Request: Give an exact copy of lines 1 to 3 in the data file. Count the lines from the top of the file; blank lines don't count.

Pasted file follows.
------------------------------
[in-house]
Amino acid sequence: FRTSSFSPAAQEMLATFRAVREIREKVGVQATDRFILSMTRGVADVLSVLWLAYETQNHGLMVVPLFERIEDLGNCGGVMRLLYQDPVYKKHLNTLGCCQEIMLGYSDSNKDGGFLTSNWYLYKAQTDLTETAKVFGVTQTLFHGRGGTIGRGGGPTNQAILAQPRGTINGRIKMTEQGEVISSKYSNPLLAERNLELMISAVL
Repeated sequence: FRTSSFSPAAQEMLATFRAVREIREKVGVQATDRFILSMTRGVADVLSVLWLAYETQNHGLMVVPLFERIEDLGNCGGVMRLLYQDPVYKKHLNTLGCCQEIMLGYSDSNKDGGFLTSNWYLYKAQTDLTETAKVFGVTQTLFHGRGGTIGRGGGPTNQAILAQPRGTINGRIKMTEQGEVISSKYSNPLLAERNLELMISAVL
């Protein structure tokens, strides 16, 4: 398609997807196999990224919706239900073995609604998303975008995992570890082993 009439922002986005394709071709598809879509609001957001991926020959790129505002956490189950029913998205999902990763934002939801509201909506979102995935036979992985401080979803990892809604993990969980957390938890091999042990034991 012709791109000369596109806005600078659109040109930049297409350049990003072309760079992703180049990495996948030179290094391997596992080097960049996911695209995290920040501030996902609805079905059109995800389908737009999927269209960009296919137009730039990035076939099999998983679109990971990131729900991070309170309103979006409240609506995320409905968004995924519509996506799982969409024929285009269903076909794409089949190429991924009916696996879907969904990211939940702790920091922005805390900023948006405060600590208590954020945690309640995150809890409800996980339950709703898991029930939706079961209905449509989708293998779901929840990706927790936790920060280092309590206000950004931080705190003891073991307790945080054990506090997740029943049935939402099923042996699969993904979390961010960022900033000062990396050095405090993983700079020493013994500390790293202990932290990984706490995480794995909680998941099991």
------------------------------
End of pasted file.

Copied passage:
[in-house]
Amino acid sequence: FRTSSFSPAAQEMLATFRAVREIREKVGVQATDRFILSMTRGVADVLSVLWLAYETQNHGLMVVPLFERIEDLGNCGGVMRLLYQDPVYKKHLNTLGCCQEIMLGYSDSNKDGGFLTSNWYLYKAQTDLTETAKVFGVTQTLFHGRGGTIGRGGGPTNQAILAQPRGTINGRIKMTEQGEVISSKYSNPLLAERNLELMISAVL
Repeated sequence: FRTSSFSPAAQEMLATFRAVREIREKVGVQATDRFILSMTRGVADVLSVLWLAYETQNHGLMVVPLFERIEDLGNCGGVMRLLYQDPVYKKHLNTLGCCQEIMLGYSDSNKDGGFLTSNWYLYKAQTDLTETAKVFGVTQTLFHGRGGTIGRGGGPTNQAILAQPRGTINGRIKMTEQGEVISSKYSNPLLAERNLELMISAVL